I joined the exodus out of PIMCO Total Return fund earlier this year after their recent management shake-up. It actually coincided with my 401(k) allowing a self-directed brokerage “window” with Charles Schwab that allows me to buy Vanguard mutual funds, albeit with a $50 transaction fee. But my 401k assets are finally large enough that the $50 is worth the ongoing lower expense ratios. I’m buying more REITs and TIPS in order to take advantage of this newly-flexible tax-deferred space. I’m still holding onto my stable value fund, but I may sell that position as well in the future.

I think I mentioned this elsewhere, but I am now accounting for my Series I US Savings Bonds as part the TIPS asset class inside my retirement portfolio. Before, they were considered part of my emergency fund. They offer great tax-deferral benefits as I don’t have to pay taxes until they are redeemed. I don’t plan on selling any of them for a long time, at least until my tax rate is much lower in early retirement.

Why Non-Traded REITs Are a Horrible Investment

housemoneyJust as important as finding a good investment is knowing what investments to avoid at all costs. If you simply manage to avoid putting any money into financial sinkholes, you’ll come out ahead. I’ve already mentioned the common mistake of cashing out your 401(k) when moving jobs.

Joshua Brown of The Reformed Broker has some great insights into the sales-driven world of products peddled to us retail investors. He talks about non-traded REITs (real estate investment trusts) as opposed to publicly-traded REITS that you can buy via a low-cost, diversified fund like the Vanguard REIT Index Fund (VNQ or VGSIX). Non-traded REITs have been increasingly popular in the current low interest environment as they are structured to look like they provide a solid income stream.

In this recent post, he shares a hilarious fictional conversation that would happen if the broker was abnormally honest about the fees involved. Read the whole thing, but here’s a snippet:

With your portfolio size and risk tolerance I would recommend a $100,000 investment. Given that amount let’s first go over the fees. If you invest $100,000 I will be paid a commission of $7,000. My firm is going to get $1,500 – $2,000 in revenue share. My wholesaler, the salesman that works for the investment’s sponsor company, will get $1,000. He is a great guy, buys me dinner all of the time and takes me golfing. The sponsor company is going to get around $3,000 to pay for some of the costs they incurred in setting up the investment. So all in on Day 1 there will be around $87,000 left over to actually invest. I bet you are getting excited.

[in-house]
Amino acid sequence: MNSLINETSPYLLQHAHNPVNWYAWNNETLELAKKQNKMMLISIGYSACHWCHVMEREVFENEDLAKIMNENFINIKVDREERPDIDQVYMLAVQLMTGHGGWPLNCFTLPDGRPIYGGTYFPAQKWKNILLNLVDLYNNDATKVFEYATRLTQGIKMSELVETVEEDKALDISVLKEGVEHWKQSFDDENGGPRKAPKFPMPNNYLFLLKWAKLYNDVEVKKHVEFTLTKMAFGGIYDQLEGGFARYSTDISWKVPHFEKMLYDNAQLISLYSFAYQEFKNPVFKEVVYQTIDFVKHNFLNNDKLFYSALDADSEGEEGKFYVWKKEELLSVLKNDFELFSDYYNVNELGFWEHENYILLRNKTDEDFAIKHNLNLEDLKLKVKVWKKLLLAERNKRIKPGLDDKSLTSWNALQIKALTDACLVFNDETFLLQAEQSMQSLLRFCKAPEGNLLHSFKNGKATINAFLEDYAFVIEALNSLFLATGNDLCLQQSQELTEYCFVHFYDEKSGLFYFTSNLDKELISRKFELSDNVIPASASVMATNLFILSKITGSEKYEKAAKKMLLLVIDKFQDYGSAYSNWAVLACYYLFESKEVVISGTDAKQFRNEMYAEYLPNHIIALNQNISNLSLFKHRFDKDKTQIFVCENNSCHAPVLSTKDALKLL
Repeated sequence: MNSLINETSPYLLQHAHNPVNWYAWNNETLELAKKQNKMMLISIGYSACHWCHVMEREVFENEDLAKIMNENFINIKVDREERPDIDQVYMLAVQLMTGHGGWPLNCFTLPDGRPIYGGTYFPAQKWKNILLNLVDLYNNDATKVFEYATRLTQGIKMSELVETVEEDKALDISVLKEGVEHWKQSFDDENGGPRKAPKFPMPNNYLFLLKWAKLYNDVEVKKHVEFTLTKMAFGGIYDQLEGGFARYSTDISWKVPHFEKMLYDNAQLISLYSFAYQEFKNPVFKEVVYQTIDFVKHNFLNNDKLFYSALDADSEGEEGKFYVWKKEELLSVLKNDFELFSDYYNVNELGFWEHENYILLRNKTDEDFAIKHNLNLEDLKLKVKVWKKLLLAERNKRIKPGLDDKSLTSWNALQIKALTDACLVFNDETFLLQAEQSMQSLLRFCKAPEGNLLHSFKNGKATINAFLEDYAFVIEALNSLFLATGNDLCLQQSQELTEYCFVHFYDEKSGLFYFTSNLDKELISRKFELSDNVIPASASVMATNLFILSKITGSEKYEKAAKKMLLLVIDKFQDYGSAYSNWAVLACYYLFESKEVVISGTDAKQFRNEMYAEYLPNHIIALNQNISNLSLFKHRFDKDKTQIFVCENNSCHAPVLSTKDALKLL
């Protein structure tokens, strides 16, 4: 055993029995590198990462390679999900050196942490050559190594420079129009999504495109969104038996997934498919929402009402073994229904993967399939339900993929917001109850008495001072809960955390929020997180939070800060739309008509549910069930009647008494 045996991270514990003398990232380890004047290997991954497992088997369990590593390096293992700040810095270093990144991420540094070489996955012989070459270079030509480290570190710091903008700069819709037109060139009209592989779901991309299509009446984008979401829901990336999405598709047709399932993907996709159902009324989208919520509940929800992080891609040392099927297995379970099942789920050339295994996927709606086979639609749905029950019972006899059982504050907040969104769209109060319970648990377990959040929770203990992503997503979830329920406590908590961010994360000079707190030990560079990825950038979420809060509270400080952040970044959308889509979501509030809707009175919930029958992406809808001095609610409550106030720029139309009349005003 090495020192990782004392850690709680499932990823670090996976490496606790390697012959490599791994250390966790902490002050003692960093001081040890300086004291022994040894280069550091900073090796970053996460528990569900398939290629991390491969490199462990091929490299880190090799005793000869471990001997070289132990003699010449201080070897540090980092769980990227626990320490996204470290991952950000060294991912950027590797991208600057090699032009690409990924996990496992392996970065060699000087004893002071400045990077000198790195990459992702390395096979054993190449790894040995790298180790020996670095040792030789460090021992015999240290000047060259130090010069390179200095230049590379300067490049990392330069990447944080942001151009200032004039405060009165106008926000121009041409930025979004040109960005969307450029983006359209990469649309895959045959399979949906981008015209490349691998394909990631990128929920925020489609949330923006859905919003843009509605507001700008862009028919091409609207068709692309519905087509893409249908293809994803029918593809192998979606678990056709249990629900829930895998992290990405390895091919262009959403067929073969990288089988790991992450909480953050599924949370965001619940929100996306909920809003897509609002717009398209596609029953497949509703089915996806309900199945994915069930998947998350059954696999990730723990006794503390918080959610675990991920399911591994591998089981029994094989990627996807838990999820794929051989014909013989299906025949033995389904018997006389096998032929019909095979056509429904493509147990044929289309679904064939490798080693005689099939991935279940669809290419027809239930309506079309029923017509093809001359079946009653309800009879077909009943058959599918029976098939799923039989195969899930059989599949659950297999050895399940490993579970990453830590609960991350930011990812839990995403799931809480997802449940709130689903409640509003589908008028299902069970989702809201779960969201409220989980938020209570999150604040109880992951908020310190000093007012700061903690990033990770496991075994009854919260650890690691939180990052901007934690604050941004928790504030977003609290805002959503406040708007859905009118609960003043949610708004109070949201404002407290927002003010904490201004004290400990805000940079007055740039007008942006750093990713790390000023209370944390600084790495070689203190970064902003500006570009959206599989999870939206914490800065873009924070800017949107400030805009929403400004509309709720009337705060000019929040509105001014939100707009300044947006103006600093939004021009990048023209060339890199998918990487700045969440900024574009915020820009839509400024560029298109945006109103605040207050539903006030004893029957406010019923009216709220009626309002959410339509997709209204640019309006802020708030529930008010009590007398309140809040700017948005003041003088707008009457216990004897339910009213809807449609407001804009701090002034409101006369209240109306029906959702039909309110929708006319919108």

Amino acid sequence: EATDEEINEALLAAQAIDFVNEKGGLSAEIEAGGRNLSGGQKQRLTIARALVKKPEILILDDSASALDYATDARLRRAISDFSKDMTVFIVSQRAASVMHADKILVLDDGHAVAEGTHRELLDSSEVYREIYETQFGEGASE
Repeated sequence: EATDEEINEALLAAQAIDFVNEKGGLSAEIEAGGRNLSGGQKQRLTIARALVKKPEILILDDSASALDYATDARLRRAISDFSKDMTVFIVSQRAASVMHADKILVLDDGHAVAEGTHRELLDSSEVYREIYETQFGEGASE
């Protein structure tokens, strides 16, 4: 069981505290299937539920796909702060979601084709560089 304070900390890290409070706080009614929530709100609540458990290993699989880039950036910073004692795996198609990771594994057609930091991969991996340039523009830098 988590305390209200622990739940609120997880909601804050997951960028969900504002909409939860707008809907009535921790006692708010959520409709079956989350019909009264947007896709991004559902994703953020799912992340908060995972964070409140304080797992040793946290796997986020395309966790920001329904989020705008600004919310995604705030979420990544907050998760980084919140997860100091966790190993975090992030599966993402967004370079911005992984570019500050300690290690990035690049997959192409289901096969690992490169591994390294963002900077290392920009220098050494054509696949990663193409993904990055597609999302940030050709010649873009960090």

You hand over $100,000, and after everyone has gotten their cut, there is only $87,000 actually left over to invest in anything. It doesn’t matter what property they buy, the odds are completely stacked against you already. Studies have shown that publicly-traded REITs have higher historical returns than non-traded REITs. On top of that, non-traded REITs have poor liquidity and you may be locked in for 5 years or more. Despite all this, over $20 billion of non-traded REITs were sold in 2013.

Here’s a Reuters article by James Saft that goes into more detail about the many disadvantages of non-traded REITs. Amongst the more amusing excerpts:

When a financial advisor tried to sell my sister a fee heavy non-traded REIT last year, pitching it as an alternative to fixed income, I told her she ought to fire him. [...]

The Financial Industry Regulatory Authority, an industry funded oversight body, went so far as to issue an “investor alert” about non-traded REITs in May of last year, warning about inaccurate and mis-leading marketing of the vehicles as well as other risks. Just to give a flavor of the company in which non-traded REITs are traveling, the most recent FINRA investor alert was about marijuana stock scams.

Bottom line: Avoid non-traded REITs. If you want commercial real estate exposure, buy a low-cost fund like VNQ or VGSIX.

Recommended Reading List for Young Investors

ifyoucanbookI just finished reading If You Can: How Millennials Can Get Rich Slowly, a free starter book on personal finance by respected author William Bernstein. As the PDF was only 16 pages long, you could probably finish it during a lunch hour or commute. I recommend it, but even Bernstein notes that his “inexpensive, small booklet” is more of a map than a complete book. Included were several book assignments to address specific topics. The idea is a young person could read all of these books over the span of a year or two and round out their financial education. In the meantime, start saving 15% of your income!